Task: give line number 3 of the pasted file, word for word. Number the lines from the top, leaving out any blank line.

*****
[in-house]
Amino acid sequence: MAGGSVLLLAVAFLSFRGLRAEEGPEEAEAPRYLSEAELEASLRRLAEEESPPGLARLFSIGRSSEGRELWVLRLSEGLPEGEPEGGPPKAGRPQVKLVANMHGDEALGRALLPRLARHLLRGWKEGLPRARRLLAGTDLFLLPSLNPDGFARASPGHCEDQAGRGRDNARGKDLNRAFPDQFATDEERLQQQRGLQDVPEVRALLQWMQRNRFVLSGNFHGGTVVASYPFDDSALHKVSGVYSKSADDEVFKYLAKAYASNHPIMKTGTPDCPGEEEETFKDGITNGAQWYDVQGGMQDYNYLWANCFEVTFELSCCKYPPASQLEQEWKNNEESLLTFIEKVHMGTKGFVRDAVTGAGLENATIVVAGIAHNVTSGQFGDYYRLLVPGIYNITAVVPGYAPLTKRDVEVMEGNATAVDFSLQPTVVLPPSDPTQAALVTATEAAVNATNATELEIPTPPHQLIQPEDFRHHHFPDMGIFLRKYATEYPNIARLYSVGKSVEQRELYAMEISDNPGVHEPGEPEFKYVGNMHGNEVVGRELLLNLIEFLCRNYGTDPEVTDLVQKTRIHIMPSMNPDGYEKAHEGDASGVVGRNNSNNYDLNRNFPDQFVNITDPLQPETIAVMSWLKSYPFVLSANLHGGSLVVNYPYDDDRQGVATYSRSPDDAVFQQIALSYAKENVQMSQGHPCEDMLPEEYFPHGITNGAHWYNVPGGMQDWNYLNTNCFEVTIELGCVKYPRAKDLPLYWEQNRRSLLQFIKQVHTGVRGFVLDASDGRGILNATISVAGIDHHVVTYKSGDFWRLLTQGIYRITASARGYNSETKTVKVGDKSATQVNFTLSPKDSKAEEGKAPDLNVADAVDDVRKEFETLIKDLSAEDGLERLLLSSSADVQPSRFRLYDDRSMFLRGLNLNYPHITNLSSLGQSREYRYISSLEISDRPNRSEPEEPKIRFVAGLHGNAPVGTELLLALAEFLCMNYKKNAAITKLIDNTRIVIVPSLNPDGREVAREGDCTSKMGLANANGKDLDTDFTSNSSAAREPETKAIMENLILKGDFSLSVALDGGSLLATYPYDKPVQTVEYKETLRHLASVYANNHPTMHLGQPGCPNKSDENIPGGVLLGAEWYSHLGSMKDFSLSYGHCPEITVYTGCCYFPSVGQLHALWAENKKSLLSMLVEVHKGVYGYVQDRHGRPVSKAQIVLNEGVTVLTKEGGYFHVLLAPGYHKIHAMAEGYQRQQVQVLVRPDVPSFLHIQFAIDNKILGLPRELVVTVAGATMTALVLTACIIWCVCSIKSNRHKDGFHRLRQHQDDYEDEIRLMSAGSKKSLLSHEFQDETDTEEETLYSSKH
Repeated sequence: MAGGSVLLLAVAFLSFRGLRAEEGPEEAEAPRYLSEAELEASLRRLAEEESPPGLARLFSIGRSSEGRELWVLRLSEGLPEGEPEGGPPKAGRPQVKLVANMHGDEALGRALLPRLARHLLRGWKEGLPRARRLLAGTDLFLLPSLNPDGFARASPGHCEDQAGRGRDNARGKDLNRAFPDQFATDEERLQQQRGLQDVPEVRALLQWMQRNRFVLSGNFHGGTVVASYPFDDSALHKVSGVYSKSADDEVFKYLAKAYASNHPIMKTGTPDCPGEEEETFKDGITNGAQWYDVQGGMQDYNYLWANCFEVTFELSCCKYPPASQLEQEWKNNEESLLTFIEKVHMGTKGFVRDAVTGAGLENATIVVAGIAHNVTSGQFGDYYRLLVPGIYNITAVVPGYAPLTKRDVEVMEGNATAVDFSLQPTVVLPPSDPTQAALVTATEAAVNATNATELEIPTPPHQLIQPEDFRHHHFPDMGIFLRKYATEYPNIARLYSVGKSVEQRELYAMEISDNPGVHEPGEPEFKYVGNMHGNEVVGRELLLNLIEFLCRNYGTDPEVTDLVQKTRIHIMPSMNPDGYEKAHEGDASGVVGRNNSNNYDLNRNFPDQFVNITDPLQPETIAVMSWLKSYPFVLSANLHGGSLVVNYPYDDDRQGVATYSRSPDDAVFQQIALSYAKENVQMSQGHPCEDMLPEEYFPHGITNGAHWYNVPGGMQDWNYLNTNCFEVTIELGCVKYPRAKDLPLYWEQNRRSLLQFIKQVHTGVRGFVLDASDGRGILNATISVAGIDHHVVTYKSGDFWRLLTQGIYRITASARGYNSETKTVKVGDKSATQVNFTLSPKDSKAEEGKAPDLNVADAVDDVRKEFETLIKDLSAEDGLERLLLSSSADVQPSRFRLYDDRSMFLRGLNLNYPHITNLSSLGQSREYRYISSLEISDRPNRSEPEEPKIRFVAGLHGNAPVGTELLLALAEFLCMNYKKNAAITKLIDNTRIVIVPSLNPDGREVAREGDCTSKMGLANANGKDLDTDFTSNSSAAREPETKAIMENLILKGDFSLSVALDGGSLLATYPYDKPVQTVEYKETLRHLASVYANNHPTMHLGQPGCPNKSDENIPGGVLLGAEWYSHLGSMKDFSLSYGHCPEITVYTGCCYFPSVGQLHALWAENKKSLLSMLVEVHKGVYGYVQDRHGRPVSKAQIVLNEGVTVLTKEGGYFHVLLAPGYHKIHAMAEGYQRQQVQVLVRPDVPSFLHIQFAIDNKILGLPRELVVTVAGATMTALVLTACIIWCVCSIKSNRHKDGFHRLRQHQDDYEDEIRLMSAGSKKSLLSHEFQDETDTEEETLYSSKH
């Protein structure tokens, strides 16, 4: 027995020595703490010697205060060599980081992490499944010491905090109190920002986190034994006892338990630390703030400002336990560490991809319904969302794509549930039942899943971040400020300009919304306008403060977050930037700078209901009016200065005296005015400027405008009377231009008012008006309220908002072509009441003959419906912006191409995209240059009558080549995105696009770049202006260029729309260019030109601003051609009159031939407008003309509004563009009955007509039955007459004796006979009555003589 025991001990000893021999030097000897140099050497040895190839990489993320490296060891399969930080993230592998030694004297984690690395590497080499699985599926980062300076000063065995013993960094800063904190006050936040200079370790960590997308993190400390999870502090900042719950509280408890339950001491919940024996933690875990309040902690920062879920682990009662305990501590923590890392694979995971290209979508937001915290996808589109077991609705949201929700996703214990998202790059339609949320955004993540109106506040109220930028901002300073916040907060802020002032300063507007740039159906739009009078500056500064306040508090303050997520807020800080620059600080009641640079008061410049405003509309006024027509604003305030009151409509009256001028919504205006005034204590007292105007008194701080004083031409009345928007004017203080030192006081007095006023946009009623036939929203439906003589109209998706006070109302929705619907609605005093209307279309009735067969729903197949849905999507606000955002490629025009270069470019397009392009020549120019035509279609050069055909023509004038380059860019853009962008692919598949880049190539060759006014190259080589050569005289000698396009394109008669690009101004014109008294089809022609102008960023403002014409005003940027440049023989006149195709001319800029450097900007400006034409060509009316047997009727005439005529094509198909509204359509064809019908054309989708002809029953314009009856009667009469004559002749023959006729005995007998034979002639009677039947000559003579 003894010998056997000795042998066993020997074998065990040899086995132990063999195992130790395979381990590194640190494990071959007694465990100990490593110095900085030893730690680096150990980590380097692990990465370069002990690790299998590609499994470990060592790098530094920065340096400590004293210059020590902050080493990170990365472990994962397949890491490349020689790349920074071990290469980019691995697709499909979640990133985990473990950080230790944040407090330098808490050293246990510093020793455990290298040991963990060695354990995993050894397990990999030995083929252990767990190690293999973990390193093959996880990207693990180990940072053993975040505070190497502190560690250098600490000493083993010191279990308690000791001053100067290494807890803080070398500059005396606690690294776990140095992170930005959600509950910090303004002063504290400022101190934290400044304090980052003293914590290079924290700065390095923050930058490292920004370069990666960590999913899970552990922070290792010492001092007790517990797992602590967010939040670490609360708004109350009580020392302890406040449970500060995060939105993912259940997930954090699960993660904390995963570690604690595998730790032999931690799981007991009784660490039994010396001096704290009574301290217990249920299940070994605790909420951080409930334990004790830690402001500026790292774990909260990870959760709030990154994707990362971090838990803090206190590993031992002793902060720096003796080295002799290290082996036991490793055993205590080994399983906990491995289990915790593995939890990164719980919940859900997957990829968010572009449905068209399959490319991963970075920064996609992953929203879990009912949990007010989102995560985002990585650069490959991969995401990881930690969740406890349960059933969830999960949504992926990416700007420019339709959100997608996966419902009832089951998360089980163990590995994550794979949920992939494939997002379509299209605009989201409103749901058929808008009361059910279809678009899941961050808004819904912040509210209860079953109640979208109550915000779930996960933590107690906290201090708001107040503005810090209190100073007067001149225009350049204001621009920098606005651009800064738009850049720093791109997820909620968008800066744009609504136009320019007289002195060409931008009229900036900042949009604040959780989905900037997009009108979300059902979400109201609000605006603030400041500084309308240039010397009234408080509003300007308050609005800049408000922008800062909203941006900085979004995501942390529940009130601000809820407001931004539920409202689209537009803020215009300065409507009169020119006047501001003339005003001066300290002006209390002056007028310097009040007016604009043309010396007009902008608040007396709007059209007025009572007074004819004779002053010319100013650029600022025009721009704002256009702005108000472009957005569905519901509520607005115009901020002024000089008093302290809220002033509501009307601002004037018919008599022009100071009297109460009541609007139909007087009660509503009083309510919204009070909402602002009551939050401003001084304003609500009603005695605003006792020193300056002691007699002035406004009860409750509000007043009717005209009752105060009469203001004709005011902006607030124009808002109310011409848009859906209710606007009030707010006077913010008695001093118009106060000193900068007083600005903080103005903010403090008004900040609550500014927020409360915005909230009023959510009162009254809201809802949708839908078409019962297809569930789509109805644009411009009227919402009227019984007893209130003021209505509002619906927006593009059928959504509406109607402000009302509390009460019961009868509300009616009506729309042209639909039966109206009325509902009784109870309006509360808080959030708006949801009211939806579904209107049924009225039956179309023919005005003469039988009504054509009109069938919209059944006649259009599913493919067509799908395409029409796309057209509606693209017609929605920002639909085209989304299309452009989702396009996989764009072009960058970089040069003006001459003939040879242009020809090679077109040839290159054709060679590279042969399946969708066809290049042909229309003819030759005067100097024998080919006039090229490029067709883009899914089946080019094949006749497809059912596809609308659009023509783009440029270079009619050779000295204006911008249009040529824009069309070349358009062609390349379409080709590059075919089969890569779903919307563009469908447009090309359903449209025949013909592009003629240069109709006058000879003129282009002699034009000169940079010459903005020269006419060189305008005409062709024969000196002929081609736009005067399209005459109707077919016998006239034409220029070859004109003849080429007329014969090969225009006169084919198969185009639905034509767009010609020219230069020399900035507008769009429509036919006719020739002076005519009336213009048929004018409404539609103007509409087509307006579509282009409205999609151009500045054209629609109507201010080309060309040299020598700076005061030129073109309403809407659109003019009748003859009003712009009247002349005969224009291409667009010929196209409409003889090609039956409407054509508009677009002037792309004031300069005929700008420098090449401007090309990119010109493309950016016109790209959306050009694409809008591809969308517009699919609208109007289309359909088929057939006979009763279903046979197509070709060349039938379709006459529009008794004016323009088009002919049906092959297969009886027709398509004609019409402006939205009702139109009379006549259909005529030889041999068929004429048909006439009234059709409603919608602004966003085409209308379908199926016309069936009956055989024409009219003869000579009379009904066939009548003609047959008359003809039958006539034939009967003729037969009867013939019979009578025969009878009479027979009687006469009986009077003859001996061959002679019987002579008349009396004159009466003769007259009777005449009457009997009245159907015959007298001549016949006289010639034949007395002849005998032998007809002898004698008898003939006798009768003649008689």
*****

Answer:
Repeated sequence: MAGGSVLLLAVAFLSFRGLRAEEGPEEAEAPRYLSEAELEASLRRLAEEESPPGLARLFSIGRSSEGRELWVLRLSEGLPEGEPEGGPPKAGRPQVKLVANMHGDEALGRALLPRLARHLLRGWKEGLPRARRLLAGTDLFLLPSLNPDGFARASPGHCEDQAGRGRDNARGKDLNRAFPDQFATDEERLQQQRGLQDVPEVRALLQWMQRNRFVLSGNFHGGTVVASYPFDDSALHKVSGVYSKSADDEVFKYLAKAYASNHPIMKTGTPDCPGEEEETFKDGITNGAQWYDVQGGMQDYNYLWANCFEVTFELSCCKYPPASQLEQEWKNNEESLLTFIEKVHMGTKGFVRDAVTGAGLENATIVVAGIAHNVTSGQFGDYYRLLVPGIYNITAVVPGYAPLTKRDVEVMEGNATAVDFSLQPTVVLPPSDPTQAALVTATEAAVNATNATELEIPTPPHQLIQPEDFRHHHFPDMGIFLRKYATEYPNIARLYSVGKSVEQRELYAMEISDNPGVHEPGEPEFKYVGNMHGNEVVGRELLLNLIEFLCRNYGTDPEVTDLVQKTRIHIMPSMNPDGYEKAHEGDASGVVGRNNSNNYDLNRNFPDQFVNITDPLQPETIAVMSWLKSYPFVLSANLHGGSLVVNYPYDDDRQGVATYSRSPDDAVFQQIALSYAKENVQMSQGHPCEDMLPEEYFPHGITNGAHWYNVPGGMQDWNYLNTNCFEVTIELGCVKYPRAKDLPLYWEQNRRSLLQFIKQVHTGVRGFVLDASDGRGILNATISVAGIDHHVVTYKSGDFWRLLTQGIYRITASARGYNSETKTVKVGDKSATQVNFTLSPKDSKAEEGKAPDLNVADAVDDVRKEFETLIKDLSAEDGLERLLLSSSADVQPSRFRLYDDRSMFLRGLNLNYPHITNLSSLGQSREYRYISSLEISDRPNRSEPEEPKIRFVAGLHGNAPVGTELLLALAEFLCMNYKKNAAITKLIDNTRIVIVPSLNPDGREVAREGDCTSKMGLANANGKDLDTDFTSNSSAAREPETKAIMENLILKGDFSLSVALDGGSLLATYPYDKPVQTVEYKETLRHLASVYANNHPTMHLGQPGCPNKSDENIPGGVLLGAEWYSHLGSMKDFSLSYGHCPEITVYTGCCYFPSVGQLHALWAENKKSLLSMLVEVHKGVYGYVQDRHGRPVSKAQIVLNEGVTVLTKEGGYFHVLLAPGYHKIHAMAEGYQRQQVQVLVRPDVPSFLHIQFAIDNKILGLPRELVVTVAGATMTALVLTACIIWCVCSIKSNRHKDGFHRLRQHQDDYEDEIRLMSAGSKKSLLSHEFQDETDTEEETLYSSKH